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WEBSITE MARKETING

Performing a Simple Competitive Analysis
By: Jase Dow
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    2004-12-26

    Table of Contents:
  • Performing a Simple Competitive Analysis
  • In fact you...
  • Once you identify...

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    Performing a Simple Competitive Analysis


    (Page 1 of 3 )

    Marketing, in its purest form, is based on a thorough understanding of the arena in which your brand competes. That understanding enables you, as a marketer, to successfully promote and sell.

    Successful marketers understand their markets, competitors and customer wants and needs. That understanding gives those marketers an opportunity to be competitive.

    Identifying and analyzing your direct competition is an important first step prior to making a decision about your marketing strategy. It’s vital to the success of a brand because it reduces risk, time required, resources and expenses.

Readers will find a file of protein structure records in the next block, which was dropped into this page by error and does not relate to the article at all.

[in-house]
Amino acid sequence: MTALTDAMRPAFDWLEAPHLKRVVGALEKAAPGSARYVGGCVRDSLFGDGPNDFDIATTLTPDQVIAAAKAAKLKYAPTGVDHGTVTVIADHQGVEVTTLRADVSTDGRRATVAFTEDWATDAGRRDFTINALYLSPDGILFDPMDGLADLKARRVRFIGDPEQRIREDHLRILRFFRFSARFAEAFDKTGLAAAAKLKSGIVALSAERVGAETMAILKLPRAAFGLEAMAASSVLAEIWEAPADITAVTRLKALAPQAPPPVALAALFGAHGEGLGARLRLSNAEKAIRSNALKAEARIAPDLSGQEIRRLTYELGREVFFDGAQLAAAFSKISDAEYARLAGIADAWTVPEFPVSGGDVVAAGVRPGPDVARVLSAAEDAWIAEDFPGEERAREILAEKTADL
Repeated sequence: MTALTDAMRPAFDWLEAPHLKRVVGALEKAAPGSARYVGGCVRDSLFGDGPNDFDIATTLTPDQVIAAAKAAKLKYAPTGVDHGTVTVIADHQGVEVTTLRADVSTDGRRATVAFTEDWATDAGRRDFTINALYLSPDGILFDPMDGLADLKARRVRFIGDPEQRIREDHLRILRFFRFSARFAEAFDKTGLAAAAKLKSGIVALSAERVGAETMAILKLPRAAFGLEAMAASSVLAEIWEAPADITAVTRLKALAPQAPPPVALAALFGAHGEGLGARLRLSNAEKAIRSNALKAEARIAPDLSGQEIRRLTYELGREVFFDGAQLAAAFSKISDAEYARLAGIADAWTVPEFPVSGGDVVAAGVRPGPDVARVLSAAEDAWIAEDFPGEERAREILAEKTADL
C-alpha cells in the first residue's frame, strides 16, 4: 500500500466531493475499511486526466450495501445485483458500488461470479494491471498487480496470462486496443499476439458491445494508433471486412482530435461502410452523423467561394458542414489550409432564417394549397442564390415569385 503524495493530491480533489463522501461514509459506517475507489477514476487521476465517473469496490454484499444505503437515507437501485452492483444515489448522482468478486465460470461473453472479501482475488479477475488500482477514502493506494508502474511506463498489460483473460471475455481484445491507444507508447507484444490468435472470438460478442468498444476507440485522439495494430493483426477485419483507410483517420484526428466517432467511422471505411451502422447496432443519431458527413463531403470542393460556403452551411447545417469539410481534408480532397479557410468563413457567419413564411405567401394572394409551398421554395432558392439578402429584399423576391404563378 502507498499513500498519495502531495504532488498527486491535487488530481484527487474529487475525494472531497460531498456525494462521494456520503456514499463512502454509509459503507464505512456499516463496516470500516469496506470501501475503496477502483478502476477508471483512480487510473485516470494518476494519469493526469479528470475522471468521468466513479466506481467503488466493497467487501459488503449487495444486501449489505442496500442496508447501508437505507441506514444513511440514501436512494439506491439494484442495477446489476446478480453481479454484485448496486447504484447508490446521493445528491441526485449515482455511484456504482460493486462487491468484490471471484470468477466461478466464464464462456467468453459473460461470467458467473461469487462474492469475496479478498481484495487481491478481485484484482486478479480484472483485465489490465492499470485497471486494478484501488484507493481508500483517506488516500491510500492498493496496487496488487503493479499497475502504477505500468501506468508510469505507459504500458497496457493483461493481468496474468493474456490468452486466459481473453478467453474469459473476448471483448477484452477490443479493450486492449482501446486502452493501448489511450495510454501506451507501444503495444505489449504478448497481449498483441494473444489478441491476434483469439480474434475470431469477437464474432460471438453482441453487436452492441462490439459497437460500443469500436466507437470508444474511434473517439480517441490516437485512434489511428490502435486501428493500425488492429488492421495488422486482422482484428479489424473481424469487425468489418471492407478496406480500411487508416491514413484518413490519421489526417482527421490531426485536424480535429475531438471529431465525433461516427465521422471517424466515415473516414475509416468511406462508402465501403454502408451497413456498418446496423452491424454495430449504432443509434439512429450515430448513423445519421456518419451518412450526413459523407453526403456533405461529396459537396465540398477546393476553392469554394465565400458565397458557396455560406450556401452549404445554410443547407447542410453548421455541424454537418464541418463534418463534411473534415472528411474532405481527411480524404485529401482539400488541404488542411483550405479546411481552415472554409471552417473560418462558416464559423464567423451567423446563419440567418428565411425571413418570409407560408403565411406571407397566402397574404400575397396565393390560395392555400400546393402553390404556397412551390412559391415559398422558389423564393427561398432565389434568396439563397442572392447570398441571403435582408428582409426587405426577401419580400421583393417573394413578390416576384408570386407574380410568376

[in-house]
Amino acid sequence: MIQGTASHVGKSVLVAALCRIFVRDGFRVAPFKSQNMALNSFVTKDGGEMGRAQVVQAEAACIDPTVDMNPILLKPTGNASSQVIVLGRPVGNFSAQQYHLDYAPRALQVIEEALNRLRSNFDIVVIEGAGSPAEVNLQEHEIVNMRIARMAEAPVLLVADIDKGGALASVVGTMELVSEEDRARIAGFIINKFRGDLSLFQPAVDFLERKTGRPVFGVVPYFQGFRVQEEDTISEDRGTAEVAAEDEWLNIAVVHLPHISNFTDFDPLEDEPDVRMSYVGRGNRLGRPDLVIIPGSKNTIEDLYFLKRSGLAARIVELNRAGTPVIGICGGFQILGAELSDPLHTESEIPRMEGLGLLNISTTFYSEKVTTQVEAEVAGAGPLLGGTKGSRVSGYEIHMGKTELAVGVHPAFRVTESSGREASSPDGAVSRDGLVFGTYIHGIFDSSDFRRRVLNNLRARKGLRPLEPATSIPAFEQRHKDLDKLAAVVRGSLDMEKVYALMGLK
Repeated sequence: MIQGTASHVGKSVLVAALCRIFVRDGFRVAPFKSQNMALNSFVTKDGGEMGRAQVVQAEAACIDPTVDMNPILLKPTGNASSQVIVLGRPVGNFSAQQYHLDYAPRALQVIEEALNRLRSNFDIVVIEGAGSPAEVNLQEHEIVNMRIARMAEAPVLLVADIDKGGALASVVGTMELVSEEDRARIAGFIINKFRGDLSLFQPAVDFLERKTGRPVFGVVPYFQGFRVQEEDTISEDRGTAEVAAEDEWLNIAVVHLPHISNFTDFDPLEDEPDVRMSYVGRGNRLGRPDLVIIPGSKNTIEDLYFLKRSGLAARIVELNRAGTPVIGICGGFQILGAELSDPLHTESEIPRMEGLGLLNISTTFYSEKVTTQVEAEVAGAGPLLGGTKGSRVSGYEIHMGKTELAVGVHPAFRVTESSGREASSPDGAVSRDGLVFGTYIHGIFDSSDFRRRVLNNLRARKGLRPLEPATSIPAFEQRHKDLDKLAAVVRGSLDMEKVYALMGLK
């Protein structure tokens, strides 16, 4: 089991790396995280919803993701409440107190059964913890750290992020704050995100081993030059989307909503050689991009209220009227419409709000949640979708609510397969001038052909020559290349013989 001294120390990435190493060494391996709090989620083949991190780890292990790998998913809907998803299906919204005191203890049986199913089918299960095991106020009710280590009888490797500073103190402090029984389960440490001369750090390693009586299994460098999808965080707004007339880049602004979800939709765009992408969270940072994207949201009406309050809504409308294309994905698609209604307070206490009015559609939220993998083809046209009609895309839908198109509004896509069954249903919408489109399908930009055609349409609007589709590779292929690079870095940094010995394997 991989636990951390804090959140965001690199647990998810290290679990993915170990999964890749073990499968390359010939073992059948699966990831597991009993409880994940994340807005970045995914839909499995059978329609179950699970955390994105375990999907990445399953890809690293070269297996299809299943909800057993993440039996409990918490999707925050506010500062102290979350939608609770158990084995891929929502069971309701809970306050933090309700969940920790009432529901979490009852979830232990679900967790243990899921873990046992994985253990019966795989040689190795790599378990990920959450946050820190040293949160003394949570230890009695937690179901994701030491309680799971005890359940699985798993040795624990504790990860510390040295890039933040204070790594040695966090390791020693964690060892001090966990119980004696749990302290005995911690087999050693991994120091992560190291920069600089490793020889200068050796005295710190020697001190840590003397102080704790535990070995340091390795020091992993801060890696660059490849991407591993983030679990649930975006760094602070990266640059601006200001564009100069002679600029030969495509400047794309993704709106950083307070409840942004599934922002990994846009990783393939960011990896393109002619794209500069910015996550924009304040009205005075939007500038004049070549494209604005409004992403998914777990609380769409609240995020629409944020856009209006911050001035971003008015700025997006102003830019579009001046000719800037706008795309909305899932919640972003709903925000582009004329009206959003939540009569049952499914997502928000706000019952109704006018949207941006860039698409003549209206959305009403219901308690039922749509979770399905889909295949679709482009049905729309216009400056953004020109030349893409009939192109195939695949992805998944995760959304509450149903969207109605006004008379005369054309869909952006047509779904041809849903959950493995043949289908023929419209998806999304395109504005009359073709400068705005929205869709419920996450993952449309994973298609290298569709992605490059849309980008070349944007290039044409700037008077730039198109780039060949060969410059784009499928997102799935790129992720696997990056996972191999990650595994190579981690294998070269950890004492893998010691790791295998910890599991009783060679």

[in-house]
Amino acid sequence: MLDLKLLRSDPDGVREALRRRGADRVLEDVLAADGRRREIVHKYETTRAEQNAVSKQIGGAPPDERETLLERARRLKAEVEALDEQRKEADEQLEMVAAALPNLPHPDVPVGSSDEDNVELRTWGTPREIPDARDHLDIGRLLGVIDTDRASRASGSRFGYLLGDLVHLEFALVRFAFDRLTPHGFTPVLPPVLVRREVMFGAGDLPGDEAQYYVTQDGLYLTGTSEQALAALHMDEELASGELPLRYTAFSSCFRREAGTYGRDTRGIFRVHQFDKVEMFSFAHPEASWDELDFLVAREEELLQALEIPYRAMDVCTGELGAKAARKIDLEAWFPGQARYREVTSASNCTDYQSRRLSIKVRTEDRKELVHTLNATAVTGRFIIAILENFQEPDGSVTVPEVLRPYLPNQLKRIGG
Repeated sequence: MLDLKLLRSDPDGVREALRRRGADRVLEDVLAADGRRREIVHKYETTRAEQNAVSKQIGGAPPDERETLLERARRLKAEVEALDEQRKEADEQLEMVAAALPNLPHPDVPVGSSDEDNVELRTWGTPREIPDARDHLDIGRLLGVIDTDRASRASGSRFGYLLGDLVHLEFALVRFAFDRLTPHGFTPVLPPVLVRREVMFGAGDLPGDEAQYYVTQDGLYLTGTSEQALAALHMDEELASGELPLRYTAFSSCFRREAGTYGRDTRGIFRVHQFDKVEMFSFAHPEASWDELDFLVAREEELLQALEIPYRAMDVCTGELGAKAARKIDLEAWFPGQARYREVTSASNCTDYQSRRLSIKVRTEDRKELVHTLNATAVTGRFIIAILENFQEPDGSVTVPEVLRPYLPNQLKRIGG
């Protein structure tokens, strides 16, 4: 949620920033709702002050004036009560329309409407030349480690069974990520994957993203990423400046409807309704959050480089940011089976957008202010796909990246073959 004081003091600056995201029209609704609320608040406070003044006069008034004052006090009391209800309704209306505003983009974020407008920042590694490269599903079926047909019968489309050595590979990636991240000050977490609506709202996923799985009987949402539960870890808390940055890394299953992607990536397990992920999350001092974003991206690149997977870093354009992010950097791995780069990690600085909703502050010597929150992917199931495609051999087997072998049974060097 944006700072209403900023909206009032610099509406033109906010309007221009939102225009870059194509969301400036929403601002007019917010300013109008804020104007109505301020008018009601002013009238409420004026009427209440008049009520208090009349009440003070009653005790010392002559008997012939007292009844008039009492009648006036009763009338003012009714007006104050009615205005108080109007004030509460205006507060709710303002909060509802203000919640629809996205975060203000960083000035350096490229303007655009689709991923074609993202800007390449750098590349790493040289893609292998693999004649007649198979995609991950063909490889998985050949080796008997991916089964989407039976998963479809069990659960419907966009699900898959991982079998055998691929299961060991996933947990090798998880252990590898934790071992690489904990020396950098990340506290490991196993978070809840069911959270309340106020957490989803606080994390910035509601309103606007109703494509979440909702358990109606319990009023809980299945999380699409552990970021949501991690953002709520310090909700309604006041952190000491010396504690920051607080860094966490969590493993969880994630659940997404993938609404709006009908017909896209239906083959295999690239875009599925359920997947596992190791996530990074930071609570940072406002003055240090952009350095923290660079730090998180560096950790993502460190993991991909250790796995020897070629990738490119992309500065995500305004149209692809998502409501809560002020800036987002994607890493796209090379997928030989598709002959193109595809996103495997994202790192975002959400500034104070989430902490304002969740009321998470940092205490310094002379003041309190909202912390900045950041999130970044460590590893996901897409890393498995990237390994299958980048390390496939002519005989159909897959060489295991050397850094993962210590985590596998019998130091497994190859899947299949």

Picture your competition as a series of concentric circles, like a target with a bulls-eye in the middle. The bulls-eye represents your direct competitors and moving outward from the center the competition grows less direct.

    Bull’s eye, center of target—the specific businesses in your marketing category that offer products interchangeable with your brand in the customer's view. For example, if you market a regional brand, you may compete against the other regional brands within a 5-state radius.

    Second ring—competitors offering similar products in a different category or who have achieved less significant distribution. Using the example of a regional brand, a product that can be substituted for yours is also your competitor, as is a major national brand. None of these competitors provides exactly the same product as you, but they may be winning lucrative portions of your business.

    Third ring—competitors who compete for "same-purpose" dollars. To the degree that your regional brand, perhaps a beer, is a refreshing product, third-level competitors might be companies that provide other types of refreshment; competitors might be marketers of wine, wine coolers or other alcoholic specialty beverages.

    Carefully consider, from the customer's point of view, all the alternatives there are to buying your brand. Knowing that, you can assure your brand provides real or perceived advantages over your competitors, beginning with those who market brands that most directly compete with yours.

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